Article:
Not All Women Plan To Get Married. Stop Making it A Big Deal

The concept that marriage is the only purpose of a women’s life and she should put her life and happiness on hold for marriage, is faulty and outdated. Here's why

Khushi Mishra
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Patriarchy is a centuries-old concept that has firmly rooted itself into our everyday traditions, customs, values, and teachings. It is the idea that men are superior to women and that the sole purpose of a woman's life is to tend to the needs of her husband and children. Women do not have an individual identity of their own mostly known as daughters, wives and mothers to men in their families. This mindset makes marriage a crucial aspect of their lives. They are often taught that marriage is the only way a woman can seek happiness and fulfilment in her life. But is it true that a woman's life has little value if she remains unmarried? Let's find out.

Sushmita Sen, a noted actor and the first Indian to win the Miss Universe title, is living her single life happily with her two adopted daughters. Coco Chanel, a famous French designer and the founder of the brand Chanel, never married and yet built a successful company all on her own. Jane Austen, the writer of novels like Pride and Prejudice, Sense And Sensibility, Emma and Persuasion, left behind a legacy that is still evergreen despite remaining unmarried throughout her life. All these women and more have proved time and again that even without a man by their side, we can still flourish and find happiness.

The modern Indian woman is single and rocking it. Many want to be caregivers, independent because they don't want to be tied down, prefer being unmarried moms and for many other reasons. And there is data to prove that more and more women today believe in their capabilities to build their life and identity on their own.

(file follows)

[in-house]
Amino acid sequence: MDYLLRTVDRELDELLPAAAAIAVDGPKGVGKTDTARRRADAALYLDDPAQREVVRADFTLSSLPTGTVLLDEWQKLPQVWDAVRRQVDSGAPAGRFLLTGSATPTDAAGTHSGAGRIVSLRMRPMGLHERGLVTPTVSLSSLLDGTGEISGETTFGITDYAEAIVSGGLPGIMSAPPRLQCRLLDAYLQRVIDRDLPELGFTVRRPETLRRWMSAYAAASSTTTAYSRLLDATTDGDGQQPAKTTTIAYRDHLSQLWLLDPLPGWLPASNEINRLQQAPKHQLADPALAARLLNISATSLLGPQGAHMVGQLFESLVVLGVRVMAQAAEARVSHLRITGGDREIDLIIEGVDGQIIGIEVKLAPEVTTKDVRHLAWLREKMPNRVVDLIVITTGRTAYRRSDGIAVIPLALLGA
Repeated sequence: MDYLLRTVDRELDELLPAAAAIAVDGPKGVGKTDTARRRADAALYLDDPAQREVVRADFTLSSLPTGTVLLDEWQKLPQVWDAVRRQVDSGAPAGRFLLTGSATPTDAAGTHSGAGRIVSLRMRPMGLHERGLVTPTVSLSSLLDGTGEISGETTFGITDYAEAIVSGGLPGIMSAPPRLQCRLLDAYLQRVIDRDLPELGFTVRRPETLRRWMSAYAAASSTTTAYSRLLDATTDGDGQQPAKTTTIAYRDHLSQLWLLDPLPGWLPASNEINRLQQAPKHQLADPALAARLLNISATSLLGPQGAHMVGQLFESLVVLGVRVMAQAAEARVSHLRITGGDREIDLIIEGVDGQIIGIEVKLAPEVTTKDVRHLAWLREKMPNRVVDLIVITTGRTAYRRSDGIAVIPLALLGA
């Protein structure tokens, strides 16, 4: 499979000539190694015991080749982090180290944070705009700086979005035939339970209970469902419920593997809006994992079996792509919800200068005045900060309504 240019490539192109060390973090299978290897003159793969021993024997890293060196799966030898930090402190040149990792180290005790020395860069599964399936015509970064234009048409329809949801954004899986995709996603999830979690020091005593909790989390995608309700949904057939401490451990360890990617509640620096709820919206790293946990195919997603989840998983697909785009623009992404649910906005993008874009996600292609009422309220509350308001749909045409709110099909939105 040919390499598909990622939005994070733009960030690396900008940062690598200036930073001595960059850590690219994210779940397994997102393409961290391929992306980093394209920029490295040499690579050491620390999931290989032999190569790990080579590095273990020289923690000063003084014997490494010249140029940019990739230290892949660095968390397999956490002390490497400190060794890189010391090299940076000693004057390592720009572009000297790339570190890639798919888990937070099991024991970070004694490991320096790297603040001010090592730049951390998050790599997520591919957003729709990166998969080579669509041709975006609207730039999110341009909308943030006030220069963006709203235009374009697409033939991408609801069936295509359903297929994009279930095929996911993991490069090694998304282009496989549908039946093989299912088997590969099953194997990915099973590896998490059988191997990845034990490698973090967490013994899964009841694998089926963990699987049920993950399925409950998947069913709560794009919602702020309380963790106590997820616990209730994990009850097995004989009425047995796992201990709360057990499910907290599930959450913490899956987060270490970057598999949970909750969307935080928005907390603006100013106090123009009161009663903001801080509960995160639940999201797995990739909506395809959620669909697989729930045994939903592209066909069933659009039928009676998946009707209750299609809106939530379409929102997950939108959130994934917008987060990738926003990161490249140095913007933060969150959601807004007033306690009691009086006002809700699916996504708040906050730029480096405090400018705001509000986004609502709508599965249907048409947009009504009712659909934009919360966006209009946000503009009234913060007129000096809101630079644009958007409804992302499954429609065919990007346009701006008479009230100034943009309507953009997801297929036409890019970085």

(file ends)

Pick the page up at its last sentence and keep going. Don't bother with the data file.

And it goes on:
There are as many as 73 million single women in India and this number includes those who are unmarried, separated, divorced and widowed. Between the years 2001 and 2011, the number of single women in India has seen a rise of 40 percent.

Suggested Reading: Single Women Stereotypes : Are You Subject to These?


Some Women Plan To Get Married, Some Don't

Now let us have a look at the other side of the story. According to National Crimes Record Bureau's 2022 report, the cases of domestic violence have risen by 58 percent in the last 18 years. National Family Health Survey of 2022 also suggests that only 32 percent of married women in India (between ages 15 and 49 years) are employed. The figure stands at 98 percent for men.

The bottom line is that marriage does not always equate to happiness. If a woman chooses to get married and have children that is her choice. But if a woman chooses to focus on her career and remain single, it doesn't make her sad or lonely. So, the concept that marriage is the only purpose of a women’s life and she should put her life and happiness on hold for marriage, is faulty and outdated.

Views expressed are the author's own.

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